According to Ayurveda, Tulsi is a warming herb and therefore has the effect of pacifying both Vata and Kapha doshas. It is also fine for Pitta people to use Tulsi as long as they have Pitta Dosha in balance!

A Holistic Herb
In Ayurveda, Tulsi is revered as a herb without an equal, due to its medicinal and spiritual properties.

According to ancient Ayurvedic wisdom, Tulsi helps with purification of the mind and the spirit. It is said to aid the release of deep-seated emotions, such as grief and sadness lodged in the heart and chest area and to help with Moksha or liberation.

The herb is linked to the element of Space and allows for more connection with universal wisdom and cosmic consciousness.

Like yoga, Tulsi has a sattvic effect that leads to clarity of thought, along with a more relaxed and calm disposition. Tulsi is therefore a great alternative to caffeine-containing beverages such as coffee and tea, which may cause physical and mental agitation. Regular consumption of Tulsi tea may be compared to the regular practice of yoga, which can nurture and nourish the body, the mind and the spirit.

From a Vedic astrology standpoint, Holy Basil is linked to the planet Mercury. This planet is related to peace of mind, earnings, intellect, education and business.

Conscious Consumption  
If you are curious about how Tulsi can help with your health and wellbeing, it is best to consult an Ayurveda Practitioner first. Although Holy Basil is perfectly safe when consumed in moderate doses, taking large doses or using Tulsi for prolonged periods may have negative side effects, such as affecting your fertility. It is advised to reduce one’s intake to a bare minimum when attempting to conceive and to cease consumption during pregnancy and lactation. Furthermore, it is advised to be very cautious while taking Tulsi in high Pitta conditions without other cooling herbs to counterbalance its effects. High Pitta conditions notably include excessive hunger or perspiration, burning sensations, and bleeding disorders.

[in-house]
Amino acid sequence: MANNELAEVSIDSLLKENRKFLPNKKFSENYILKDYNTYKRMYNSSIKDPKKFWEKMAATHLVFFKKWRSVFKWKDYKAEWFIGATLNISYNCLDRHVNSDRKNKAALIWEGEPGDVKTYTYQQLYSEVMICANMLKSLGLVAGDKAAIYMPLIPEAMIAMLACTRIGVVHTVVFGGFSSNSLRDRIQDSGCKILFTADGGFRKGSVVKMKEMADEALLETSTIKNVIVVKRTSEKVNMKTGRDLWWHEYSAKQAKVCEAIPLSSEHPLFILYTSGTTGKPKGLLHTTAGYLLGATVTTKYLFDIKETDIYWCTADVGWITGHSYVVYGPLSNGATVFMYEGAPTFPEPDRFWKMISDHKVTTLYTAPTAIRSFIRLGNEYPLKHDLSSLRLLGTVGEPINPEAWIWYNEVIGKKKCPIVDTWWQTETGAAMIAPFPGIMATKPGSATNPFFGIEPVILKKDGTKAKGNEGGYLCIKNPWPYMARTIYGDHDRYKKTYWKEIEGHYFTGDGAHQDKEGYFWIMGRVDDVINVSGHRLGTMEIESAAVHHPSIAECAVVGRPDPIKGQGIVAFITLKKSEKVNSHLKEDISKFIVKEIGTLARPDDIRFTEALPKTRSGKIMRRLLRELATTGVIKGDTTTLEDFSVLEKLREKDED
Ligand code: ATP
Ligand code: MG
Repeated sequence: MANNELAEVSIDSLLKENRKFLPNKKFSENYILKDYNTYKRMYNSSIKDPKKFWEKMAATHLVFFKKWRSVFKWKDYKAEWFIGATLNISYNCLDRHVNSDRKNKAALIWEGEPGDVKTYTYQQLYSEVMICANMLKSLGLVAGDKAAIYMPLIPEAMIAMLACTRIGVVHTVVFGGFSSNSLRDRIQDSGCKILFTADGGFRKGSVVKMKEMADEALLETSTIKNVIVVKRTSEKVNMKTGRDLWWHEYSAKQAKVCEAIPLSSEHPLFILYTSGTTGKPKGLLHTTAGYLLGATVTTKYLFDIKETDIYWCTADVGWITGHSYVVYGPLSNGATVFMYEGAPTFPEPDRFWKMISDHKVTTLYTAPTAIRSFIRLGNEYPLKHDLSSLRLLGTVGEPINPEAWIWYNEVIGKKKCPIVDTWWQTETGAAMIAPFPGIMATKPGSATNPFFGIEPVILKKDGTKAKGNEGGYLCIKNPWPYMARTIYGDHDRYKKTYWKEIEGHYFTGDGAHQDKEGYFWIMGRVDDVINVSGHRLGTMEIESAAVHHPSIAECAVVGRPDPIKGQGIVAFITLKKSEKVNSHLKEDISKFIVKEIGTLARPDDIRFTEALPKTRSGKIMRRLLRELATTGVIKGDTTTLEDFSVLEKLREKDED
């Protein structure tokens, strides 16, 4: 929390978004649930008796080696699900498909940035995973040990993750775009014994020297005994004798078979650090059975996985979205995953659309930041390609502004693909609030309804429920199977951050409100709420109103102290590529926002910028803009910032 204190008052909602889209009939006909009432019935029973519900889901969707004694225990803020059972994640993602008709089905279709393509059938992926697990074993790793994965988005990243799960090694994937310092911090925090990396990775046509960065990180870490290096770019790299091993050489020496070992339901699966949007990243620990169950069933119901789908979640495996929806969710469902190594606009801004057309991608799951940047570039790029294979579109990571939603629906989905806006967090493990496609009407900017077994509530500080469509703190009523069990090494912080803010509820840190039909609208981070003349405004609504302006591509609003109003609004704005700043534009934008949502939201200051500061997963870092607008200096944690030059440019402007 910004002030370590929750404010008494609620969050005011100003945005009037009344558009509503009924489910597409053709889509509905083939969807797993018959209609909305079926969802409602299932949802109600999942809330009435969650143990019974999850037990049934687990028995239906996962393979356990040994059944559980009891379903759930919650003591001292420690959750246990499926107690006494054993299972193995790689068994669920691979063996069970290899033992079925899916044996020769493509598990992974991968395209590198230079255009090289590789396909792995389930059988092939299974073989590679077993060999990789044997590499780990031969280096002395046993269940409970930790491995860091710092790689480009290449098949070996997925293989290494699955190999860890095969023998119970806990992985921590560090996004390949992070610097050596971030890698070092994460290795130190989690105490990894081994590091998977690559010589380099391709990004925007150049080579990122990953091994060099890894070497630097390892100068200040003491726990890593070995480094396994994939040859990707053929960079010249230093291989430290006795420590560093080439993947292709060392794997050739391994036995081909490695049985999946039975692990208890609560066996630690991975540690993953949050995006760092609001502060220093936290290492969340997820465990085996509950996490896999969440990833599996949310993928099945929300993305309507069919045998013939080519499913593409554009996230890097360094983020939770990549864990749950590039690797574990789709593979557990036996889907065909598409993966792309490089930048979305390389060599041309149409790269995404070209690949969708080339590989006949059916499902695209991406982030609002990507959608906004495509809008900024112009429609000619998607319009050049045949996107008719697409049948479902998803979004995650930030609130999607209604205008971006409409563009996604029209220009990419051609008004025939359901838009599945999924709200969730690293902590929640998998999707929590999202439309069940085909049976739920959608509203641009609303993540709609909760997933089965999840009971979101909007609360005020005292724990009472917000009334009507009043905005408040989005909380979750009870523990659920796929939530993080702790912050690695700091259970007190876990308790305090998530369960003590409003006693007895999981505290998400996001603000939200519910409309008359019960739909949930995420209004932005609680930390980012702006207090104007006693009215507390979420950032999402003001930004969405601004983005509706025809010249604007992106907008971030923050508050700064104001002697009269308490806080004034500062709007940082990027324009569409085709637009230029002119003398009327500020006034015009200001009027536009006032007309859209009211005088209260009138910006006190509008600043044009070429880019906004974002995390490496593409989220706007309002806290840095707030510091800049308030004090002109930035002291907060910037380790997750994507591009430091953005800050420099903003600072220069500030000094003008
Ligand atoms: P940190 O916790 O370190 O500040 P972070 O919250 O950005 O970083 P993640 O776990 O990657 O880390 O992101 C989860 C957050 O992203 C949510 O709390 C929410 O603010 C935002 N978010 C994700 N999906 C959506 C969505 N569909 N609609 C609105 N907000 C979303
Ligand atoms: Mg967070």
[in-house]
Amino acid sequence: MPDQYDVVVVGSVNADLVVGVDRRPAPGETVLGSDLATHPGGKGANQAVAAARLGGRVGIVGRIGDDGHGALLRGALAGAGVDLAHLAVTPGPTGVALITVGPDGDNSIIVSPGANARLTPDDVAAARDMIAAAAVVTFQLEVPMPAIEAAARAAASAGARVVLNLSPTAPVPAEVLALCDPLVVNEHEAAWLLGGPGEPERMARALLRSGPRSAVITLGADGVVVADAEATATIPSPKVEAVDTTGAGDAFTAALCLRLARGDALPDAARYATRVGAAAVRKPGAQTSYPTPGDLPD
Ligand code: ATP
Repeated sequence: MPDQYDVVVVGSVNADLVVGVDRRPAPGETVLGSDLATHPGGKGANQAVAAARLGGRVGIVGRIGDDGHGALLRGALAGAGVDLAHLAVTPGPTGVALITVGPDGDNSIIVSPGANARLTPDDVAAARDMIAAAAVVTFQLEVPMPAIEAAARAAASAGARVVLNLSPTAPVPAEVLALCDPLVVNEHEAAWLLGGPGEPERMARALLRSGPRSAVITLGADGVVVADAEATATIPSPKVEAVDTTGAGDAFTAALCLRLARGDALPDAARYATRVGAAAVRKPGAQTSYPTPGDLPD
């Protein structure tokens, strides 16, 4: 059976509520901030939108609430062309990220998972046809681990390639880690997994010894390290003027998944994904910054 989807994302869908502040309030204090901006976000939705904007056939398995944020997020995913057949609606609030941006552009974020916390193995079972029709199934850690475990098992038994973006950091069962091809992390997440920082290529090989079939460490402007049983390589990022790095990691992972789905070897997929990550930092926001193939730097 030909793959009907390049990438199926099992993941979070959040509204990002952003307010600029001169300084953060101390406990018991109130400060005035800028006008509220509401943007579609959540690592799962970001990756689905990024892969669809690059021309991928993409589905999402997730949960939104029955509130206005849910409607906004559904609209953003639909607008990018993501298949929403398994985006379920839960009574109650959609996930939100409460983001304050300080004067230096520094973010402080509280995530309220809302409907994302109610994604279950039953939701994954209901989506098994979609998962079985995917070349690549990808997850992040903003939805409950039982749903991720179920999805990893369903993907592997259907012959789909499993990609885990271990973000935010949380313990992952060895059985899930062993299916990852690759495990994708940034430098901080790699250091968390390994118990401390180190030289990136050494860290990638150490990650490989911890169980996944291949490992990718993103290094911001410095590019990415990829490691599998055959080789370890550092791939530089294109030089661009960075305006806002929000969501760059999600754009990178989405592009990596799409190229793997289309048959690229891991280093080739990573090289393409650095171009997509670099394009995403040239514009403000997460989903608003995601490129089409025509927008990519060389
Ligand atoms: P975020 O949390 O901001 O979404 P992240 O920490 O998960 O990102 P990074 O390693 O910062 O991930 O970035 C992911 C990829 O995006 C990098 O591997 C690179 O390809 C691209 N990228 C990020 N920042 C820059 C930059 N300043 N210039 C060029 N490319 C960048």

Because of its wide-spread healing and spiritual usage, it is wise to consume Tulsi properly and consciously.

You can grow the plant yourself under warm conditions (the use of a greenhouse can be useful in Northern Europe). Once the plant has grown, take the leaves, wash them, dry them under the sun, and grind them into small pieces. Use this powder to make tea and enjoy. It is best to avoid adding milk to Tulsi tea.

A great combination that works on digestive issues is Tulsi with ginger, fennel and cardamom.

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This blog was written by a student in our Ayurveda Practitioner Studies degree programme. If you are interested in becoming an Ayurveda Practitioner or want to deepen your professional knowledge, skills, and experience in the field of Ayurveda - see our website here.

About Anne-Sophie Eckert

Anne-Sophie is an Ayurveda Practitioner Training student at Delight Academy. She also is also a lawyer, a dancer, and a yogini. She has lived in France, Spain, the United Kingdom, and has now settled in the Netherlands with her son and partner. Her aspiration is to spread the beautiful wisdom of Ayurveda and collaborate with students and practitioners all around the world. She has been finding inspiration in Vedic sciences and philosophy including Yoga, Vedanta, Vedic Astrology, and Ayurveda.